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This article first looks at how teachers' apt work is contrasted with that of teacher-perceived inept administrative work habits. Second, a distinction is made between teacher official and pragmatic work zones. More teacher autonomy was achieved through completing administrative duties within the pragmatic zone. This acted as a constant source of teacher struggle and frustration, yet concurrently this was also a possible source of liberation. Conclusions suggest that both teacher and administrators first open communication lines by airing the core of the problem that bothers them, and second, create united normative platforms on "issues." This would help to alleviate teacher-related frustrations.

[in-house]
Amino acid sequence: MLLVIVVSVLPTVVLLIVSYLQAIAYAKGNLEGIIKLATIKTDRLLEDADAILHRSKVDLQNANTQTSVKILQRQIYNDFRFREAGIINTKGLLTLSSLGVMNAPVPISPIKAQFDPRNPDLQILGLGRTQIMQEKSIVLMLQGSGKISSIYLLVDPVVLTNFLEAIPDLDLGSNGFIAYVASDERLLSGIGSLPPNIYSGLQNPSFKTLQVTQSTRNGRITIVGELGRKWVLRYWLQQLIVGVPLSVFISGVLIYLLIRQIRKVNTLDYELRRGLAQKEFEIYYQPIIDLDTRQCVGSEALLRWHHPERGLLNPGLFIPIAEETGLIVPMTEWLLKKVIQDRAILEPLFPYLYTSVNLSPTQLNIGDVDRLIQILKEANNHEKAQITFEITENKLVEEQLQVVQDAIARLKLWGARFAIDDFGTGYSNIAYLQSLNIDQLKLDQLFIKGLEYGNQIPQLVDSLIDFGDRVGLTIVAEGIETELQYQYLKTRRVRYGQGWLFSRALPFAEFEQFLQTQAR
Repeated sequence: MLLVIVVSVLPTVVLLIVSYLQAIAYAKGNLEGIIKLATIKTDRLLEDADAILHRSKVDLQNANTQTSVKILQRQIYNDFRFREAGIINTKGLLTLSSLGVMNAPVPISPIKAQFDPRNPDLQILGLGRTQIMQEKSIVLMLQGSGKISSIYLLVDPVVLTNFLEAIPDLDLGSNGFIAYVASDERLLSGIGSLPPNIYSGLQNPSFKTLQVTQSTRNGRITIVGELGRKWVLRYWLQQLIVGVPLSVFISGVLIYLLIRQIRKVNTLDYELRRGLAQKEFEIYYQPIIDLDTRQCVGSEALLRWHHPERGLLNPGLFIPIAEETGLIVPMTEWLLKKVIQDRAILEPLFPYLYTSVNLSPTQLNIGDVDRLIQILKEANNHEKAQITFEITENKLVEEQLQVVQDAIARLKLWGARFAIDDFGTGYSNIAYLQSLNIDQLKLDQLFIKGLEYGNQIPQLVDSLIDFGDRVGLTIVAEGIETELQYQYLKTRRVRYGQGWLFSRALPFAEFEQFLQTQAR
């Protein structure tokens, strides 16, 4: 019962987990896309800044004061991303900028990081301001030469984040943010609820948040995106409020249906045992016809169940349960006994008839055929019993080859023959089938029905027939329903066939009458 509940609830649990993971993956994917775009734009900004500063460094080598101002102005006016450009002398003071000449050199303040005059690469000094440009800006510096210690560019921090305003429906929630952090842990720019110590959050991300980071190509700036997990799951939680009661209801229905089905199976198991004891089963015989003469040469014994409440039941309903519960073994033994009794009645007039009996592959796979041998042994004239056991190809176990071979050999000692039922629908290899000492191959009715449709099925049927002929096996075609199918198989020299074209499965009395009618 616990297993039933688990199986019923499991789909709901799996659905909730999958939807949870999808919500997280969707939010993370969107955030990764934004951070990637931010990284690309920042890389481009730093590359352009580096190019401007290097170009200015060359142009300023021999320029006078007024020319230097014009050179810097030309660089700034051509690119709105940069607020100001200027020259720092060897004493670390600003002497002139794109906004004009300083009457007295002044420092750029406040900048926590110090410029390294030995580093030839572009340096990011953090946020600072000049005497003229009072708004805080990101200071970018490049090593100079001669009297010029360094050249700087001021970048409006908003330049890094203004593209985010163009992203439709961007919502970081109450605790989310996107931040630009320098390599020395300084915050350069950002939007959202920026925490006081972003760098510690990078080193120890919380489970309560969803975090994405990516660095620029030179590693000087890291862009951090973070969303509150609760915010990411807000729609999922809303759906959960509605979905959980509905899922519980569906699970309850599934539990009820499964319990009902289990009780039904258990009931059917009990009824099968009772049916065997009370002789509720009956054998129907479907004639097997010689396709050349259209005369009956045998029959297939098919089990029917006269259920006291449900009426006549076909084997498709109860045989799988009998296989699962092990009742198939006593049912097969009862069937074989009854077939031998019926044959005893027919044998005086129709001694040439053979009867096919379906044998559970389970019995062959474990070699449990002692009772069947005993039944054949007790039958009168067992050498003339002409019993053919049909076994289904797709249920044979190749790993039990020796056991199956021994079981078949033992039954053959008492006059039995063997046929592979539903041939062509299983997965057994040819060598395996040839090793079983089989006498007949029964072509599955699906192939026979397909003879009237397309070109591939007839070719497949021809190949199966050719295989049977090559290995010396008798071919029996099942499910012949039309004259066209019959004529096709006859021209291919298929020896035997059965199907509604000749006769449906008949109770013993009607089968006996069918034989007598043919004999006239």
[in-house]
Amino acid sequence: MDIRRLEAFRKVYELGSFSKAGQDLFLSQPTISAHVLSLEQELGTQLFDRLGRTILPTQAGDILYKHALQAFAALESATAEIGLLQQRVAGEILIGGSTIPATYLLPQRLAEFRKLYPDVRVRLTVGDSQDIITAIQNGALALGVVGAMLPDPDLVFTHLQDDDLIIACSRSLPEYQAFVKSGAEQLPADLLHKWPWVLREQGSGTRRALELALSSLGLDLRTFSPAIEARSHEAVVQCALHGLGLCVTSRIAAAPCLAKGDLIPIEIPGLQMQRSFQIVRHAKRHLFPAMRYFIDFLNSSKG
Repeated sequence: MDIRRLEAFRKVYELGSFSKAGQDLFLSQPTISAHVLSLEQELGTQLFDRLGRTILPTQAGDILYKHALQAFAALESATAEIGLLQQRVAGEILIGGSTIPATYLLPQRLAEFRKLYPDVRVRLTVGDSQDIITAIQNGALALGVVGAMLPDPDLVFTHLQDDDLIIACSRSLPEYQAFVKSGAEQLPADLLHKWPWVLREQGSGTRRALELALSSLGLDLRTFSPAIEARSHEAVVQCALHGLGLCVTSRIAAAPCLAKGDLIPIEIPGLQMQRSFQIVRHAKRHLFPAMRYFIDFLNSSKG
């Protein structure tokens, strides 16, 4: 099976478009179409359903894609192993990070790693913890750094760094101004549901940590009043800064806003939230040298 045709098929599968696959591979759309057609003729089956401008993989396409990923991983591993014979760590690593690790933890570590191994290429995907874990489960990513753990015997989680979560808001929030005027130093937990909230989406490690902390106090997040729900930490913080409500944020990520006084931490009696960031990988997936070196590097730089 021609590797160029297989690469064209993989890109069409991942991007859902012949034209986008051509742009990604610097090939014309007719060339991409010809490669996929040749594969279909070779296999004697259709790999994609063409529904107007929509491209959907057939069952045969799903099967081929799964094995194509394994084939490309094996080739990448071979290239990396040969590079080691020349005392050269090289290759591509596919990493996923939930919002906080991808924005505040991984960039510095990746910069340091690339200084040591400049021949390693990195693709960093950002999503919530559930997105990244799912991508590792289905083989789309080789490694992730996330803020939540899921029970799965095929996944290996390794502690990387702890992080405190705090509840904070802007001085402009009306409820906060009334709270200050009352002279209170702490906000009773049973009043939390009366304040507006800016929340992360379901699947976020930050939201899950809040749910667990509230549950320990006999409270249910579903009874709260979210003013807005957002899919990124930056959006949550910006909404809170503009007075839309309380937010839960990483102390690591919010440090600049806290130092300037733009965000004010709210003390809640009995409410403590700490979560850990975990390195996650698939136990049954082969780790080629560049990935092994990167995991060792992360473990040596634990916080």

This article was originally published in Education, volume 109, issue 4, in 1989.

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This work is licensed under a Creative Commons Attribution 4.0 License.



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